Russian Naval Strategy for the Indo-Pacific | Center for International Maritime Security (

By David Scott


Currently, much of the attention given to Russia’s invasion of Ukraine is focused on the land and air domains; but the Russian Federation Navy has also played a role in the Black Sea, where there has been some involvement by elements of Russia’s Pacific Fleet. Firstly, Russia dispatched a task force from Vladivostok comprising the Pacific Fleet’s flag ship cruiser Varyag, the anti-submarine destroyer Admiral Tributs, and the sea tanker Boris Butoma. These ships moved across the Indian Ocean to the Eastern Mediterranean for an inter-navy exercise in mid-February with six other ships from the Northern and Baltic Fleets, which were then dispatched to the Black Sea for amphibious operations against Ukraine. The Varyag flotilla remained in the Mediterranean, in effect complicating any easy NATO deployment to the Black Sea. Secondly, in mid-March, Russia dispatched their entire amphibious capabilities from the Pacific Fleet (the OslyabyaAdmiral NevelskoyPeresvet, and Nikolay Vilkov), amid speculation that they were on a three week voyage across the Indian Ocean carrying military trucks and other supplies to bolster Russian forces in the Ukraine. Thirdly, also in mid-March, news emerged that Russia was transferring by rail the 40th Krasnodar-Harbin Naval Infantry Brigade, based at Petropavlovsk in Kamchatka, and the 155th Naval Infantry Brigade, based in Vladivostok, for amphibious operations in the Black Sea.

In light of these contributions from Russia’s Pacific Fleet and the longer-term geopolitical and geo-economic significance of the region, this article looks at Russia’s maritime doctrine, assets, basing facilities, deployments, and relationships in the Indo-Pacific.

Maritime Doctrine

Russian aspirations were codified in the 2015 Maritime Doctrine, which focuses on the “waters of the World Ocean (mirovoy okean).” It pinpointed Russian “regional priority areas” as the Atlantic (including the Baltic, Black Sea and Mediterranean), Arctic, Pacific, Indian Ocean, and Antarctica.

Salient points for the Pacific Ocean Regional Priority Area included:

  • “The significance of the Pacific Ocean regional priority area for the Russian Federation is enormous and continues to grow” (Point 62).
  • “The Russian Far East has colossal resources, especially in the exclusive economic zone and on the continental shelf” (Point 62).
  • “Development of capabilities (troops) and the military base installation system of the Pacific Fleet” (Point 65b).
  • “An important component of the National Maritime Policy in the Pacific Ocean regional area is the development of friendly relations with China” (Point-63).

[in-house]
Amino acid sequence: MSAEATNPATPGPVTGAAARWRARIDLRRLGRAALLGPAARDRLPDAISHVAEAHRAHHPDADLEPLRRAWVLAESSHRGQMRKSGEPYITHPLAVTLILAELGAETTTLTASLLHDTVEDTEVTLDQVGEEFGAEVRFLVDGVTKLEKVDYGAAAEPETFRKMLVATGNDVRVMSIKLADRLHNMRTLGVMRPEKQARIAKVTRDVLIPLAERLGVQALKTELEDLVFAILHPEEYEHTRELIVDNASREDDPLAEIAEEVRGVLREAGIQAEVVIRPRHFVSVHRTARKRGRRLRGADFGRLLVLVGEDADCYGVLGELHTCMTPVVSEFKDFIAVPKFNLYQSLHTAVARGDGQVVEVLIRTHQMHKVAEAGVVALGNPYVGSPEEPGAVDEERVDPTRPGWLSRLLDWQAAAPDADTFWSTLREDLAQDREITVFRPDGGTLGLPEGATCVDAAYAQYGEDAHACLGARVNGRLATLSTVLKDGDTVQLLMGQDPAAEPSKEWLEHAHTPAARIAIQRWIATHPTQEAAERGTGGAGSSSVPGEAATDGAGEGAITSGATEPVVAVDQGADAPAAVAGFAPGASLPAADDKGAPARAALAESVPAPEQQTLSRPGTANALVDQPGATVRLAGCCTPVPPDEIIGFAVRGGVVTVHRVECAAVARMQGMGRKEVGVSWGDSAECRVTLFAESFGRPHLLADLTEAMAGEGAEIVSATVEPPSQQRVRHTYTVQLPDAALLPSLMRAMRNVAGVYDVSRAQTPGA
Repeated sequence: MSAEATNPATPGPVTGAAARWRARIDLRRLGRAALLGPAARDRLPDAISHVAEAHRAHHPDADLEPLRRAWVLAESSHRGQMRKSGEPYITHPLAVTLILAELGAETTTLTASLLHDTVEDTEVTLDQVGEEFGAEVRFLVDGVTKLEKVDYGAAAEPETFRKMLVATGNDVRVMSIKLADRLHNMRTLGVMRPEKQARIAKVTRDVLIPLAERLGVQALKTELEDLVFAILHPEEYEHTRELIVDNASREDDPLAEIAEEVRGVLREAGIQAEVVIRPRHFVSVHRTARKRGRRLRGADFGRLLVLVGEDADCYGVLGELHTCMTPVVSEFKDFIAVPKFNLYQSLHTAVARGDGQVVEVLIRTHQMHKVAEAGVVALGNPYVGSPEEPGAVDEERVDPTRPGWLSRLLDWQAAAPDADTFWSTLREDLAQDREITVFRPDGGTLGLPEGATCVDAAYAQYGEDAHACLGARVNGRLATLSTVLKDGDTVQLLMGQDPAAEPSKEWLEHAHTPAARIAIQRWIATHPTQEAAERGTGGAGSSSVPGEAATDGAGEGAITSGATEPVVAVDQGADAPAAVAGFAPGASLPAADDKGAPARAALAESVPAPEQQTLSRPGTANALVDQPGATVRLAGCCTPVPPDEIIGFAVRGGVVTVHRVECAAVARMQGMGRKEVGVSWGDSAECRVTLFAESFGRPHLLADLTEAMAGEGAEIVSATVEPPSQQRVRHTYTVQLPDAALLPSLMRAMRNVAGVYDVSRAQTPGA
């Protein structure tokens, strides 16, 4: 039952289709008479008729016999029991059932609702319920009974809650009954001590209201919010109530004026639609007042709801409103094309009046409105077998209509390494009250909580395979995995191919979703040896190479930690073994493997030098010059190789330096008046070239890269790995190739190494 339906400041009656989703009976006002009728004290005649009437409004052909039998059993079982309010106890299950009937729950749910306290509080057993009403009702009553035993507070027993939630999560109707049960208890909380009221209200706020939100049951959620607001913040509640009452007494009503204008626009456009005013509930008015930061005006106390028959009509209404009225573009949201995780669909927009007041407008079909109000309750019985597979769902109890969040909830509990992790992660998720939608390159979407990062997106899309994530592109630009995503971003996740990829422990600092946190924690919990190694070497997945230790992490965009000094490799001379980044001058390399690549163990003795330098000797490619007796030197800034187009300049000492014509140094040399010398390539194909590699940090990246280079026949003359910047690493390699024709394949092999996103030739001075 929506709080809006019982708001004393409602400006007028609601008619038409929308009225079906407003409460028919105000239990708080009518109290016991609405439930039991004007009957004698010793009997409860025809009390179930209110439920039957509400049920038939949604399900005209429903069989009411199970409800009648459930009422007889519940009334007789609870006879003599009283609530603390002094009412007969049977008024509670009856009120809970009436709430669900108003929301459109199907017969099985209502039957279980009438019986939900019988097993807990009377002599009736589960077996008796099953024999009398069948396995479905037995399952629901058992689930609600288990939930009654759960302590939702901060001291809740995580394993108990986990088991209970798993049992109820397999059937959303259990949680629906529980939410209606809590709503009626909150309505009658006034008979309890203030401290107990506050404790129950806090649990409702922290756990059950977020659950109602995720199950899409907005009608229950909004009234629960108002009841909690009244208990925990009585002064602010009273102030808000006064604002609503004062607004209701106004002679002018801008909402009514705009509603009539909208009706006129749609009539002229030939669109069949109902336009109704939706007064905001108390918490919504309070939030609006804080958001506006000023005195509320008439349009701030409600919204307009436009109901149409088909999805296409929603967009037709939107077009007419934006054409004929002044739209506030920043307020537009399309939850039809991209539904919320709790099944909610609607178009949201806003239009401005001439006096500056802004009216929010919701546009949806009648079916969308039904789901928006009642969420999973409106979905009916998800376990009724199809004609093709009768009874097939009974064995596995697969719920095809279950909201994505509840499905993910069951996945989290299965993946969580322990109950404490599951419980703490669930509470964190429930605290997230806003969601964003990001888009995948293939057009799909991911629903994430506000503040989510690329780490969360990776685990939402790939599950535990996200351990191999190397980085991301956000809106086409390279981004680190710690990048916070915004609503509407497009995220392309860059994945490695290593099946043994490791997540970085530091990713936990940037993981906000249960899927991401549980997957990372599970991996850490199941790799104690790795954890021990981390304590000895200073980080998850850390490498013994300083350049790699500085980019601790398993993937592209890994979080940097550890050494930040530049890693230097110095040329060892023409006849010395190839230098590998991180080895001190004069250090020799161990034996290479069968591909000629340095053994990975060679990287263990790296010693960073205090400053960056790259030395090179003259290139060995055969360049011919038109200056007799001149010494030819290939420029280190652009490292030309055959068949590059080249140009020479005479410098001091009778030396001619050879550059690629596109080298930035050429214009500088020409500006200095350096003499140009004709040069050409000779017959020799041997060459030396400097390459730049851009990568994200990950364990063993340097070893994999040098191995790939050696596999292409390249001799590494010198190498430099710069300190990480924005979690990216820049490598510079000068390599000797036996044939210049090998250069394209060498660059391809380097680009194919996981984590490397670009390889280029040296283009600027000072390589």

In comparison to the 2001 Maritime Doctrine, new features in 2015 were the shift from “Pacific Coast” to “Pacific Ocean,” the identification of military base installations for the Pacific Fleet, and the recognition of strategic partnership with China.

Salient points for the Indian Ocean Regional Priority Area included:

  • “Development of friendly relations with India is the most important goal of the National Maritime Policy in the Indian Ocean region” (Point 68).
  • “Periodically or as necessary, ensuring the naval presence of the Russian Federation in the Indian Ocean” (Point 69b).

In comparison to the 2001 Maritime Doctrine, a new feature in 2015 was the recognition of strategic partnership with India in the Indian Ocean.

Within the 2015 Maritime Doctrine, how do the two sections on the Pacific and Indian Ocean compare? Firstly, the Pacific had 80 lines devoted to it, while the Indian Ocean had a more modest 13 lines. Secondly, as in 2001, the Pacific, but not the Indian Ocean, was identified in terms of importance as already “enormous” and envisaged to “grow” still more. Thirdly, Pacific Fleet capabilities were identified as needing quantitative and qualitative growth. Fourthly, the Pacific Ocean Regional Priority Area included the eastern part of the Arctic within the Northern Sea Route. The 2015 Maritime Doctrine envisaged strengthening facilities on the Russian coastline and islands along the Sea of Japan and Sea of Okhotsk; however, Russia’s presence in the Indian Ocean was envisaged as being through “periodic naval deployments.” Politically, whereas cooperation with India was the “most important goal” for Russia in the Indian Ocean, friendly relations with China was the “important component” for Russian maritime policy in the Pacific. This ignores Russia’s dilemma of growing China-India competition and friction in the Indian Ocean and South China Sea.

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